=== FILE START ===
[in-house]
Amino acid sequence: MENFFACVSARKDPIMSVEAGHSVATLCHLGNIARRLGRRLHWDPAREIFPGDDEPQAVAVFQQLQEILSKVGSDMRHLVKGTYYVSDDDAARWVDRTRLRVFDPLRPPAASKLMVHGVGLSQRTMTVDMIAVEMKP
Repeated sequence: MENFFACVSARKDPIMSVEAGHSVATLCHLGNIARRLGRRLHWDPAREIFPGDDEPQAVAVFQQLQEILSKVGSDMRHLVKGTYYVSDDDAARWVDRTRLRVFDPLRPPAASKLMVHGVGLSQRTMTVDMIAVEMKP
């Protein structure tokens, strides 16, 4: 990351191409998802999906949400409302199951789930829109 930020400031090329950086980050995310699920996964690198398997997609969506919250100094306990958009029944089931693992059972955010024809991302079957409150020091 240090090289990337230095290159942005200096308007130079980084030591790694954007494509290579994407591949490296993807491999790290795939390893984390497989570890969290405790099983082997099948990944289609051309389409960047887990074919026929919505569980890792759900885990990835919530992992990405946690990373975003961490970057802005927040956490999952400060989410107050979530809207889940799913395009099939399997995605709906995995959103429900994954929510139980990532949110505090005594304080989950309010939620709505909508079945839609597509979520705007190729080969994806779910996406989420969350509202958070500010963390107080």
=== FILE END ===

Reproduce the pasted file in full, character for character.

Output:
[in-house]
Amino acid sequence: MENFFACVSARKDPIMSVEAGHSVATLCHLGNIARRLGRRLHWDPAREIFPGDDEPQAVAVFQQLQEILSKVGSDMRHLVKGTYYVSDDDAARWVDRTRLRVFDPLRPPAASKLMVHGVGLSQRTMTVDMIAVEMKP
Repeated sequence: MENFFACVSARKDPIMSVEAGHSVATLCHLGNIARRLGRRLHWDPAREIFPGDDEPQAVAVFQQLQEILSKVGSDMRHLVKGTYYVSDDDAARWVDRTRLRVFDPLRPPAASKLMVHGVGLSQRTMTVDMIAVEMKP
């Protein structure tokens, strides 16, 4: 990351191409998802999906949400409302199951789930829109 930020400031090329950086980050995310699920996964690198398997997609969506919250100094306990958009029944089931693992059972955010024809991302079957409150020091 240090090289990337230095290159942005200096308007130079980084030591790694954007494509290579994407591949490296993807491999790290795939390893984390497989570890969290405790099983082997099948990944289609051309389409960047887990074919026929919505569980890792759900885990990835919530992992990405946690990373975003961490970057802005927040956490999952400060989410107050979530809207889940799913395009099939399997995605709906995995959103429900994954929510139980990532949110505090005594304080989950309010939620709505909508079945839609597509979520705007190729080969994806779910996406989420969350509202958070500010963390107080």